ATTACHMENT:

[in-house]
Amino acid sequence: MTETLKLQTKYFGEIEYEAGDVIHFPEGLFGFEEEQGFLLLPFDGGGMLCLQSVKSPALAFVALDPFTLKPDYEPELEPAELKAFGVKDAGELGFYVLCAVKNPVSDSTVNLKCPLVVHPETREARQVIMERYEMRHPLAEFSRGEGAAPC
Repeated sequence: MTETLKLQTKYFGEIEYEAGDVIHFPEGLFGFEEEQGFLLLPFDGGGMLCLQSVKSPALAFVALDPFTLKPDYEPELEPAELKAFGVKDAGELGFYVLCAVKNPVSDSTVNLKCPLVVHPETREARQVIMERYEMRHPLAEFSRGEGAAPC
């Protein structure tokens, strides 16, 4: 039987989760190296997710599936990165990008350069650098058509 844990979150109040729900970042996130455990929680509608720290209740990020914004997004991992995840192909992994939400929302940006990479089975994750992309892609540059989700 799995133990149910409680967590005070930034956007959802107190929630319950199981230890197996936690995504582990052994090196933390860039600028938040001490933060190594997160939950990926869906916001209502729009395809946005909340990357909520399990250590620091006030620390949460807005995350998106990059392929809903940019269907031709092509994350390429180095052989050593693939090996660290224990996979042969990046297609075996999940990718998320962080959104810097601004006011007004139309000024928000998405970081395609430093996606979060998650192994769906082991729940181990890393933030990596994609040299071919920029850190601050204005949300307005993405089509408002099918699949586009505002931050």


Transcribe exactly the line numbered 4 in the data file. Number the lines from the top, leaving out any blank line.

């Protein structure tokens, strides 16, 4: 039987989760190296997710599936990165990008350069650098058509 844990979150109040729900970042996130455990929680509608720290209740990020914004997004991992995840192909992994939400929302940006990479089975994750992309892609540059989700 799995133990149910409680967590005070930034956007959802107190929630319950199981230890197996936690995504582990052994090196933390860039600028938040001490933060190594997160939950990926869906916001209502729009395809946005909340990357909520399990250590620091006030620390949460807005995350998106990059392929809903940019269907031709092509994350390429180095052989050593693939090996660290224990996979042969990046297609075996999940990718998320962080959104810097601004006011007004139309000024928000998405970081395609430093996606979060998650192994769906082991729940181990890393933030990596994609040299071919920029850190601050204005949300307005993405089509408002099918699949586009505002931050």